Recently, a post on a Facebook page from Tiffany Reyes in Houston received major attention from the collision repair industry.
“My husband and I opened our body shop last month and since day one ... every person that has walked into my office has said, ‘This is a rough business to be in. You sure you can handle it?’ We’ve heard from tow truck drivers, the shop workers. Yes. Yes, I can handle it. But, I'm not sure the industry is ready for me. Feeling determined at Lone Star Auto Collision Plus.”
Many industry leaders weighed in with congratulations and support, while others made comments such as “are you hiring?”; “just run it like a real business … ” One sales representative used the opportunity to pitch his products.
To the naked eye, it looked like a husband and wife team opening a new small shop, which is fairly rare in an industry where many shop owners are either retiring and, or selling their businesses to large collision chains. But, once I dug a little deeper into the story behind Lone Star Auto Collision Plus, I realized it had all of the qualities of a whodunnit mystery novel or a show like CSI, except it was real.
It all began when Reyes’ husband, Augustine, was approached by a friend (who we will call “David” here), who eventually described his plans for opening a body shop in the Houston area. At first, David was asking to borrow some of Reyes’ tools, and the conversation evolved from there. David said he needed a $50,000 cash infusion to get his business to the next level, so he asked if he knew anyone who could loan him the money?
After looking at this fledgling shop, the Reyes decided to give David the loan and, ironically, Tiffany got into an accident during the same time. She was the last person in a three-car pileup that caused some significant damage to the bumper of her 2016 Mercedes ML 550, so she took it to Lone Star for the repair.
The other two people in the accident brought their vehicles to the shop as well, which is not the best way to build a car count, Reyes explained.
She didn’t think about the vehicle again until one evening while she and her family were on vacation at Lake Livingston, Texas. “I got a text that said my car had just crossed a bridge, and I was shocked, to say the least,” Reyes said. “When we called Brian, he said he was picking up the car from a PDR place, but how many PDR shops are open on a Saturday night at 11:30 p.m.? My husband and I knew something was definitely wrong right then and there. I was mad at this point, and I wanted my car back!”
After two weeks of excuses from their new sketchy “partner,” Reyes got her Mercedes back and none of the work had been done. “We found out that Brian received a $5,000 check from the insurance company and that was a bad sign,” she said. “Then, when we learned he cashed it at a nearby liquor store, we were really worried. We went through all of the shop’s files and saw that he took in ten cars and did nothing, but cashed all of the insurance checks—a total of $150,000!”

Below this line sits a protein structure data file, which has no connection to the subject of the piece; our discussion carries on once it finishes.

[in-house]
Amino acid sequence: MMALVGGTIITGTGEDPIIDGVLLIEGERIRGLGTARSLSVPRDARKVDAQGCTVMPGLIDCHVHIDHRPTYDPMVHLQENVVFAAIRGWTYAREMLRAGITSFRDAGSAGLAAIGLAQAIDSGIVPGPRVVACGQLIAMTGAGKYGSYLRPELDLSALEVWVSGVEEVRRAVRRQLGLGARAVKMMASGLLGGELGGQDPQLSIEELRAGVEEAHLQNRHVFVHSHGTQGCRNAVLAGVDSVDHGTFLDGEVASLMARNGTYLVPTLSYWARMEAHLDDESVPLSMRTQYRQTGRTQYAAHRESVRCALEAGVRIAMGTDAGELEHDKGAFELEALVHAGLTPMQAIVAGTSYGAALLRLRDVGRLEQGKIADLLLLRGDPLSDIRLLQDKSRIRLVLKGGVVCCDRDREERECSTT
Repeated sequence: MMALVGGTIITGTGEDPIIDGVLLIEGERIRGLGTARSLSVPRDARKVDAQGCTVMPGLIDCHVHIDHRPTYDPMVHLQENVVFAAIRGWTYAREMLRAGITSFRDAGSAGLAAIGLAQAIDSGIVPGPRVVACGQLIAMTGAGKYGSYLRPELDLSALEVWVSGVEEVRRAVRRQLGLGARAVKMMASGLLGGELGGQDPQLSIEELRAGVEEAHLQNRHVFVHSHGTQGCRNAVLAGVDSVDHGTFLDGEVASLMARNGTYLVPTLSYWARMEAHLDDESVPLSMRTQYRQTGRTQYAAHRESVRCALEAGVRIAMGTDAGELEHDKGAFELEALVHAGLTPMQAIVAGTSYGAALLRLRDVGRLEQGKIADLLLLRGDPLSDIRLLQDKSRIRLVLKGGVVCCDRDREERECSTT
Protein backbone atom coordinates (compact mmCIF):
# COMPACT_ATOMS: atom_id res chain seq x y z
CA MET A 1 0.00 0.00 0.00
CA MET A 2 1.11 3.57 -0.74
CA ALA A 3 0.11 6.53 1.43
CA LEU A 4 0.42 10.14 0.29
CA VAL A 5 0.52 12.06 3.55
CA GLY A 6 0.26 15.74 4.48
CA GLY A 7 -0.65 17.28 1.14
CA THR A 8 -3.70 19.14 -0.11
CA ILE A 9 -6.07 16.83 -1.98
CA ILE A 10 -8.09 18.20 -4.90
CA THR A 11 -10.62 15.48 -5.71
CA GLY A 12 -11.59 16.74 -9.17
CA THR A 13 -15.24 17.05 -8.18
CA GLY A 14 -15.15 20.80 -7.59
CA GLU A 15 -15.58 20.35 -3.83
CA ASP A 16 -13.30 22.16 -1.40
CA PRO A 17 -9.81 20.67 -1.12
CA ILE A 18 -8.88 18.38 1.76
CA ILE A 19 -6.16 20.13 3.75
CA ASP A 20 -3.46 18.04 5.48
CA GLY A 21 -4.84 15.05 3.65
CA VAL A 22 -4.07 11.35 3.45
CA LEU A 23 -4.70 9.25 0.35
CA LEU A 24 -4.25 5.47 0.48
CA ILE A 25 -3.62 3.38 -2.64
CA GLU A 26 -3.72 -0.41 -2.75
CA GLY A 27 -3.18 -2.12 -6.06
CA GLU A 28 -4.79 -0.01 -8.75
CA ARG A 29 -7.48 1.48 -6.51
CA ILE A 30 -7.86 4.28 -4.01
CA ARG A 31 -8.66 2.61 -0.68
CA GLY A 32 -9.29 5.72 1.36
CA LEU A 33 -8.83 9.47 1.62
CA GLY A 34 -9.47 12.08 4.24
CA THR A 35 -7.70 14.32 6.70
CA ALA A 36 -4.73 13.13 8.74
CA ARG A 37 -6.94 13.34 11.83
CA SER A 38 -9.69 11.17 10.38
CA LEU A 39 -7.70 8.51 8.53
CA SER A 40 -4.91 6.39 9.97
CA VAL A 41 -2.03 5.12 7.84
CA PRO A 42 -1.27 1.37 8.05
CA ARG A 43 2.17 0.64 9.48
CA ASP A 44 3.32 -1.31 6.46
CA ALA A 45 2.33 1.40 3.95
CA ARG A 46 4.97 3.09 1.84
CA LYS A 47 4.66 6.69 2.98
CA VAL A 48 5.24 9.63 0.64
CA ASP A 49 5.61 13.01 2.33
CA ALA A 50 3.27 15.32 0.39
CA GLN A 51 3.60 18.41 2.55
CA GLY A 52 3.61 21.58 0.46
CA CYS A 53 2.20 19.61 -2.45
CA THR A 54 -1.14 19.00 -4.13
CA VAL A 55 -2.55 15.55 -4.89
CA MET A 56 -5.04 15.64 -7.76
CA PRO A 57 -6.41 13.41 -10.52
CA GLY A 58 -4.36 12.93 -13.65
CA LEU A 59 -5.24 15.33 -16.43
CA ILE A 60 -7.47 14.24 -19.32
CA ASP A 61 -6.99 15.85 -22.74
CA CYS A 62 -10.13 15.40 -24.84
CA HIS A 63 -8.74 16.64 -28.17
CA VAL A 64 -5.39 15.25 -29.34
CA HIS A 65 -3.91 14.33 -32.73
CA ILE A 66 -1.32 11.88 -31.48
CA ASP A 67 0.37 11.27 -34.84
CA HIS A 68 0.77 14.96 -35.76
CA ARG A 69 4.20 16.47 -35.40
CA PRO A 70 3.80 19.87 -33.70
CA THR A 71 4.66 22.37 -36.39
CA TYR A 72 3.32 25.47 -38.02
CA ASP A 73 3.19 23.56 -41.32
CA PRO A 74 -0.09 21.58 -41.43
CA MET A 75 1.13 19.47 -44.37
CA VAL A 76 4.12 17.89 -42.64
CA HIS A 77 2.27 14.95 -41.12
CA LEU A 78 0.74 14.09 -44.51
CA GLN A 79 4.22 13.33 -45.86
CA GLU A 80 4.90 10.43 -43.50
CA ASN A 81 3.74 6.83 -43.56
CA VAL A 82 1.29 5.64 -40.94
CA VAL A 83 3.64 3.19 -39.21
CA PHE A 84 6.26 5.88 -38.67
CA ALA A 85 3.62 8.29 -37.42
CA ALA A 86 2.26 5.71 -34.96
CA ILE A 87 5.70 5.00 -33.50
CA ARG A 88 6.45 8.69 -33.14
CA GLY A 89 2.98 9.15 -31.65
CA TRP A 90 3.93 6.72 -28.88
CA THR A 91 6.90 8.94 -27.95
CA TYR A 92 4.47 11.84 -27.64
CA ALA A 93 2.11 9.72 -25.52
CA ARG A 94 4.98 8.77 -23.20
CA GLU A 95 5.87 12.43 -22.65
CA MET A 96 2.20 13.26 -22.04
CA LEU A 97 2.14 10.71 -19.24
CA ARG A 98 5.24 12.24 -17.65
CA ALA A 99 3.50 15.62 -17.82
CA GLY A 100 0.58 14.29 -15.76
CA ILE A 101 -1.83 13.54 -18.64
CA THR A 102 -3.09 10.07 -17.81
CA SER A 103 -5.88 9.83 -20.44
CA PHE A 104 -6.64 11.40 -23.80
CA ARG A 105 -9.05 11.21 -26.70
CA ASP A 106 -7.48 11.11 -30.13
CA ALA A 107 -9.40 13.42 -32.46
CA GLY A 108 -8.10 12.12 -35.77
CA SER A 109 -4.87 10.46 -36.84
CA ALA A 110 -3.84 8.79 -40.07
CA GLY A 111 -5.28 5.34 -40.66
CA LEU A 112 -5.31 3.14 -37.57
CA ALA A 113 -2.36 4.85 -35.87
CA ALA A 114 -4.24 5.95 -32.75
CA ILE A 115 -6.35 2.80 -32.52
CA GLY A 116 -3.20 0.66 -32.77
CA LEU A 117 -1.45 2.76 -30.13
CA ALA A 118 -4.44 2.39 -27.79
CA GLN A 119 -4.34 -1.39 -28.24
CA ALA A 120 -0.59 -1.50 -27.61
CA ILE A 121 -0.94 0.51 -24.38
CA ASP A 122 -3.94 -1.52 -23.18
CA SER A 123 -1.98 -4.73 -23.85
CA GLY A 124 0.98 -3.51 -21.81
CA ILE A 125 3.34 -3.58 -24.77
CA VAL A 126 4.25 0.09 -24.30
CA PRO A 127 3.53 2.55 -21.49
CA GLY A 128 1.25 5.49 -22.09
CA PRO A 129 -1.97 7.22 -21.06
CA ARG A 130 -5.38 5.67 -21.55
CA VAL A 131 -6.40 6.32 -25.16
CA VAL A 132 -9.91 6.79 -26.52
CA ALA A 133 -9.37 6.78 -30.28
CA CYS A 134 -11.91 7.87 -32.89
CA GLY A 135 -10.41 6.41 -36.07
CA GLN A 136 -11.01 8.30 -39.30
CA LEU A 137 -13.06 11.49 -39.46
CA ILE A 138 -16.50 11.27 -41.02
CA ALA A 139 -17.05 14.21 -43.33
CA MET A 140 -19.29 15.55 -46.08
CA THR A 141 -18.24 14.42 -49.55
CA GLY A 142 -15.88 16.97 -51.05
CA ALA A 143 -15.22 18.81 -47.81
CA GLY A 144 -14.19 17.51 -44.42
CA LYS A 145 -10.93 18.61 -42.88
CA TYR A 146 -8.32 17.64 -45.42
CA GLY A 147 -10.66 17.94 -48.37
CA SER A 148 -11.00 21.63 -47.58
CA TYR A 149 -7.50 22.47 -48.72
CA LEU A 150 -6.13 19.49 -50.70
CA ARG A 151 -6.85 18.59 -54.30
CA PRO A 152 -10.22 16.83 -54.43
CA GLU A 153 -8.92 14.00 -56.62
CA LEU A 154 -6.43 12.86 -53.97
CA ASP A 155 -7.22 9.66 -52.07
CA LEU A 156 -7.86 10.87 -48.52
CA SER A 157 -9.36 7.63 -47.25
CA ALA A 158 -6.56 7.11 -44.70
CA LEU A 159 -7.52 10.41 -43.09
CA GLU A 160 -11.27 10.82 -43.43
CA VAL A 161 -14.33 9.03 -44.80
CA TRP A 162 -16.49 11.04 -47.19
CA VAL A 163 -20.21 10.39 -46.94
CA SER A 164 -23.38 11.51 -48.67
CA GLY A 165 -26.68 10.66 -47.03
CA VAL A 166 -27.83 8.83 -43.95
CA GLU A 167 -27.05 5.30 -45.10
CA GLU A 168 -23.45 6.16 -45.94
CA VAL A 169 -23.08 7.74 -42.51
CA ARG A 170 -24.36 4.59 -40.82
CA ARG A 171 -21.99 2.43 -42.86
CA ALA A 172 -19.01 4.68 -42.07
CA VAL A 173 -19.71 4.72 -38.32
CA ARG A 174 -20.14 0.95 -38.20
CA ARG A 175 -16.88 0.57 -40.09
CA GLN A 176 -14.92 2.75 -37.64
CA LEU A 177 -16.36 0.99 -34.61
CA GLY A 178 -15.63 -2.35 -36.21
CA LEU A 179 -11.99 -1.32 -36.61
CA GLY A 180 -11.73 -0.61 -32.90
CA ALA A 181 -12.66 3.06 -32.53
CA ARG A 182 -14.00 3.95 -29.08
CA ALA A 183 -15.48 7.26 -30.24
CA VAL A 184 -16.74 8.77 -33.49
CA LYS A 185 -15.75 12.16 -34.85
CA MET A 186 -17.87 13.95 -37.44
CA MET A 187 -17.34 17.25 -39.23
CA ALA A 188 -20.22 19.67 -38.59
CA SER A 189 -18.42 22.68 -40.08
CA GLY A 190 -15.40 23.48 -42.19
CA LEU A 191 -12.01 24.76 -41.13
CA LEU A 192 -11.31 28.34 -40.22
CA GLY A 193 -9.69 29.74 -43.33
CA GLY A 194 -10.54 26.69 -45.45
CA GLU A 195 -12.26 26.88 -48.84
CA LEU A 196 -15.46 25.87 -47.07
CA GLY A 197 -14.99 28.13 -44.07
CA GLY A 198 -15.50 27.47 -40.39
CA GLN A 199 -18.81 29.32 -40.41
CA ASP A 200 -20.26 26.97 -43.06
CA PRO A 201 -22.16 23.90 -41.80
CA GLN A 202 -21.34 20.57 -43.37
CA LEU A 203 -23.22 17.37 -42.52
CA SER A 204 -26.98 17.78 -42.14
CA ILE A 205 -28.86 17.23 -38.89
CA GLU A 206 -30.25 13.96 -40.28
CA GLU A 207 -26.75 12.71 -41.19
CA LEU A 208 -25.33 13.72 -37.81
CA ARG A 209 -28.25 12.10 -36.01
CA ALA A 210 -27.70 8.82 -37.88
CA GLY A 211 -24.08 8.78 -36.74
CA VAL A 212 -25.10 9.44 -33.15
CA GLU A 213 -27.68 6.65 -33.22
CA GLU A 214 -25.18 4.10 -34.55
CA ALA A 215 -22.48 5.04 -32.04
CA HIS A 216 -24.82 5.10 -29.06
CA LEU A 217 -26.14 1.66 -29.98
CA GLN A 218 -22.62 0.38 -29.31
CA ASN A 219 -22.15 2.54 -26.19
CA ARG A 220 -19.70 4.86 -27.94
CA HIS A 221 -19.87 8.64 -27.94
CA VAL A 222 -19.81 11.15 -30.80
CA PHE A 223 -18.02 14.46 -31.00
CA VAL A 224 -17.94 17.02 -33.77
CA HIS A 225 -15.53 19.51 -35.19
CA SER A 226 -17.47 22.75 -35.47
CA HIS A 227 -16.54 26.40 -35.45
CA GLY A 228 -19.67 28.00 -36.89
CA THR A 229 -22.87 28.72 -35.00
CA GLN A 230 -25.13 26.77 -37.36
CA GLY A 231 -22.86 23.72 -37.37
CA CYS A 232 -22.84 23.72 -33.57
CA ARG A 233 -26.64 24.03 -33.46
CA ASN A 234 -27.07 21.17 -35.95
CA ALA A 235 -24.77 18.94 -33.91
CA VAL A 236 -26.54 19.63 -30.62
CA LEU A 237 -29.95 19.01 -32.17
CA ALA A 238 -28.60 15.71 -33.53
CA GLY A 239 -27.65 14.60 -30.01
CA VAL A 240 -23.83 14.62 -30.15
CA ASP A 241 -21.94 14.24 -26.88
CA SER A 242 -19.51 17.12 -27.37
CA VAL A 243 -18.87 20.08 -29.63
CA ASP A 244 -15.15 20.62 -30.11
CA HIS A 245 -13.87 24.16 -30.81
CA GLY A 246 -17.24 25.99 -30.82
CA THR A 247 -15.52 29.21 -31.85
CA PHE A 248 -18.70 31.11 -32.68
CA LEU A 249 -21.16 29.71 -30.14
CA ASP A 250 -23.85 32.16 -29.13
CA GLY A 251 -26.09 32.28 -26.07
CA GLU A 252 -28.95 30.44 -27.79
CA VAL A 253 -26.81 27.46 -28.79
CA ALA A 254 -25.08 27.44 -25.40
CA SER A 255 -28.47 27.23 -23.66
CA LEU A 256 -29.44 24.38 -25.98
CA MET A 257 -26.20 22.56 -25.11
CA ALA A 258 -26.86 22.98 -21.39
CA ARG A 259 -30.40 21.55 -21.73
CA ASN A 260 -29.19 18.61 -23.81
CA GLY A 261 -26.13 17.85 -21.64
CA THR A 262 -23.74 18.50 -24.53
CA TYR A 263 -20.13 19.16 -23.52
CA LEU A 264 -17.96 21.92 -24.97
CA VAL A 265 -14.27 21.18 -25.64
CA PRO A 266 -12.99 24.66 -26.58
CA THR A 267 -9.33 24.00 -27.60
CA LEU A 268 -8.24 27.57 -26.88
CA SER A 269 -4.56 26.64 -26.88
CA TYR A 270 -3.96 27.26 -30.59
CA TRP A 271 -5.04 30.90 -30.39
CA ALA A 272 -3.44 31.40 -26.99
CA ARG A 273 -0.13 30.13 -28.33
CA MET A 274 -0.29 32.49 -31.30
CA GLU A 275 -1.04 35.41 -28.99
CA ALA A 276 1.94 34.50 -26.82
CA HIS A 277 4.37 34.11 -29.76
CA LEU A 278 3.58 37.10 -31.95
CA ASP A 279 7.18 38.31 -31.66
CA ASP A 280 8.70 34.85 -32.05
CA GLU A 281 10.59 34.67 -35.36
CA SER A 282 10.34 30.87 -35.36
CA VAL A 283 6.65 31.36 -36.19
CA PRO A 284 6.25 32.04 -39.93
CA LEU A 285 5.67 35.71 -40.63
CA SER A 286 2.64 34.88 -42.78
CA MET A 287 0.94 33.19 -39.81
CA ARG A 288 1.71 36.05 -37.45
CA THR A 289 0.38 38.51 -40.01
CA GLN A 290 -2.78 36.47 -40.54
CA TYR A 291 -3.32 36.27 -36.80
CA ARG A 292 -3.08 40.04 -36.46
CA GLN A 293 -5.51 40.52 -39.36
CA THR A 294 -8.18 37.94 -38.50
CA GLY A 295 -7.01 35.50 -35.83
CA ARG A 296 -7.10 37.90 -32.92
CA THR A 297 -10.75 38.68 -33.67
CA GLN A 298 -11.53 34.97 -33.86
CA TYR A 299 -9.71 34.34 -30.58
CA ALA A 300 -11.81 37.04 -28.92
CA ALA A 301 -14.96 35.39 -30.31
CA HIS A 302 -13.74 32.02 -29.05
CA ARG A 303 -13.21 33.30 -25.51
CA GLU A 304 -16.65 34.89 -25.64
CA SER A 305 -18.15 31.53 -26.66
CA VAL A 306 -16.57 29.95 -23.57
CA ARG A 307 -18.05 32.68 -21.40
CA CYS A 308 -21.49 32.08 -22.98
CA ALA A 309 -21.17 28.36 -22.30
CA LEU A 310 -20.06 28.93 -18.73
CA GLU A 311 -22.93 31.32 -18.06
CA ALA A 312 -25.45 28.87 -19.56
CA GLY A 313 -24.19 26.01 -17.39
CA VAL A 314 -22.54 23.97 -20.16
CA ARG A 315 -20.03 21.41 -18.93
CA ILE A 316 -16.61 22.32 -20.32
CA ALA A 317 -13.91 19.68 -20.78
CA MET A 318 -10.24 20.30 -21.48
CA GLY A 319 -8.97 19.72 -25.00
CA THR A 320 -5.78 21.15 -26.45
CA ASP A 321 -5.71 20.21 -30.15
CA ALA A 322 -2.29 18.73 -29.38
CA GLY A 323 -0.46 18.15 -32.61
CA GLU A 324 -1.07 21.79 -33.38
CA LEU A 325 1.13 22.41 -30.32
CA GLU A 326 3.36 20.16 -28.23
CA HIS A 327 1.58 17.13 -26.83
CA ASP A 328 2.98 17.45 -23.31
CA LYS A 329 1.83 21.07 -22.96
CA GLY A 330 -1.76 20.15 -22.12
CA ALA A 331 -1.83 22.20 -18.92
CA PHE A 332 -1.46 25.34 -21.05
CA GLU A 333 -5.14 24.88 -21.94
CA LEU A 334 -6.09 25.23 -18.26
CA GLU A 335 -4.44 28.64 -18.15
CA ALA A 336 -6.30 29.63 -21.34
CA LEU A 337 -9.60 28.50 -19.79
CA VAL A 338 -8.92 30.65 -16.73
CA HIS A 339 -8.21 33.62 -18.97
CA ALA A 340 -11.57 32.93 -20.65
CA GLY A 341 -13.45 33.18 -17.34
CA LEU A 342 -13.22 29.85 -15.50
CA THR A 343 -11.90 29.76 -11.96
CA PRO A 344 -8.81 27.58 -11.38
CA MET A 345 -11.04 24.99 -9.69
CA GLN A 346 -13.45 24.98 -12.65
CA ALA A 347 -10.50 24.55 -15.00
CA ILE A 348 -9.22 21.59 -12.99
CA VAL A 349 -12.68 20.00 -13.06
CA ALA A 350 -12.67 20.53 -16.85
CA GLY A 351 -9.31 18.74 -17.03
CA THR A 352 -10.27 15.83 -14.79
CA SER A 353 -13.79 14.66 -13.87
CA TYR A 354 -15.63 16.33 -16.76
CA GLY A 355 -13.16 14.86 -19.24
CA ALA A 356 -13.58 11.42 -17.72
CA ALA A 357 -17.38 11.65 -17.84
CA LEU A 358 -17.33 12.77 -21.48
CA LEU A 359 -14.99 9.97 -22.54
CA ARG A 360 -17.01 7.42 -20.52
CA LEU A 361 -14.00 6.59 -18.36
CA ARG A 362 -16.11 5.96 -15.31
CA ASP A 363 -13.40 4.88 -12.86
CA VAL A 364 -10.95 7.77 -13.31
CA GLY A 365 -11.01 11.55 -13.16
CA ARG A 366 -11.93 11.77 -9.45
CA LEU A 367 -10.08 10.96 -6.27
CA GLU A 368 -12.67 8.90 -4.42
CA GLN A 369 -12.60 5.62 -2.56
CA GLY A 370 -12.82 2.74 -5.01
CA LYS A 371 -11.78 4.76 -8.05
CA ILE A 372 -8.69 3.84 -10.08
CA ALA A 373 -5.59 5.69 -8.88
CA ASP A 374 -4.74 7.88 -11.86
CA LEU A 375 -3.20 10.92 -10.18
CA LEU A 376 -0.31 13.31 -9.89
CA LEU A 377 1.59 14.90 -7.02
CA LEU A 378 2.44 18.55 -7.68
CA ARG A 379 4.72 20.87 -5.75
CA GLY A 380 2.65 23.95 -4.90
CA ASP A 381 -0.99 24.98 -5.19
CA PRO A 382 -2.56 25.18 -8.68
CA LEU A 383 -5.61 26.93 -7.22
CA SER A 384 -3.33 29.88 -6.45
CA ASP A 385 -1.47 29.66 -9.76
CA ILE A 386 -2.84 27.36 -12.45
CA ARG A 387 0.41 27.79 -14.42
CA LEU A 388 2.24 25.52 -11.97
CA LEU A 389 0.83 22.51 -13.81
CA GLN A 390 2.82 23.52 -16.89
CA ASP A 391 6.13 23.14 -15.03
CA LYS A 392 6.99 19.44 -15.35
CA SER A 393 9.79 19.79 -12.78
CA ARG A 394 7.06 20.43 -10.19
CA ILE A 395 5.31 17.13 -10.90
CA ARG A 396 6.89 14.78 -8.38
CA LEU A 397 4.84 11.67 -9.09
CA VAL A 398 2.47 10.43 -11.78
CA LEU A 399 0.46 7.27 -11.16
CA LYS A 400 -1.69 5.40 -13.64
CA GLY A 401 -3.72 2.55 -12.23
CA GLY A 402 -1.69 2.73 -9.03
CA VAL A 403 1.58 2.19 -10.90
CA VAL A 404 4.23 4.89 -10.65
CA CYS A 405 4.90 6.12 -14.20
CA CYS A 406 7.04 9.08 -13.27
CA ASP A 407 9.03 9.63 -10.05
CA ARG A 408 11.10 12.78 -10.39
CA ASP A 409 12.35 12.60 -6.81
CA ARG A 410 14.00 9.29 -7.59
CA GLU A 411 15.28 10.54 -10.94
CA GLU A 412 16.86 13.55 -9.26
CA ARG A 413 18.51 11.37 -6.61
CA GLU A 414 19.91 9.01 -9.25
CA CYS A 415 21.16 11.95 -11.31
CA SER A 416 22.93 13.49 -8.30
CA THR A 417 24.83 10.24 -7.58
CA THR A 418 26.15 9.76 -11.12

This discovery began a story that included deception and fraud, as Tiffany and Augustine Reyes learned more and more every day. “We met with an attorney and the Houston Police Department and it was worse than we imagined,” she said. “David had done the same thing two times previously, and was being sued and charged for insurance fraud and theft. He had it down; after six to nine months, he would take flee and let other people clean up the mess. The worst thing was that he got away with it every time. He would not appear in court and the cases were all eventually dropped. He walked away, scot-free each time and was cocky about it.”
David thought he was going to succeed again with his proven body shop scam, but he didn’t anticipate what would happen next.
The main message here is don’t mess with Tiffany Reyes, the new co-owner of Lone Star Auto Collision Plus who never thought she would be in the collision repair industry.
With a lot of previous corporate management experience working for home builders for many years in the Houston area, Reyes wasn’t dissuaded by this situation for a millisecond. She would have likely been a very successful attorney or a criminal investigator if she decided to go that way. David was now on her radar and if he ever ends up in jail, I imagine he will think about her often.
“We sat down and looked at the shop’s potential, and realized that it could be turned into a functional business,” she said. “Augustine went to David’s house and we bought the company’s assets, not their liabilities at $36. Suddenly, we were in the collision repair business!”
After she took over the shop and drilled a little deeper, Reyes could see the big picture more clearly, which was dire but not devastating. “It was a learning experience as I waded through 16 boxes of paperwork. The shop was ordering materials and parts and stiffing its vendors, as well as getting cars to fix by bribing towing companies and paying them with lap dances at a local strip club. I followed the money trail and began to see where it went—right into David’s pockets.”
With a shop full of cars, Tiffany and Augustine worked with the insurance companies to placate their newly adopted customers without further damaging the business. After mitigating the damage, the couple officially took over the shop in May. “We came in at midnight and changed the locks,” she said. “We worked with every car owner individually and everyone got paid, even though some of the insurance companies refused to pay us.”
The shop’s lean crew of two didn’t show up for work the next day, but the couple hit the ground running and hasn’t looked back since. “Our goal is to have all of our 16 bays full within a year,” Tiffany said. “We’re building a team and being totally honest with people and we already see positive results. We are going to run this shop like a corporation and the support we’ve received from the industry is definitely inspiring.”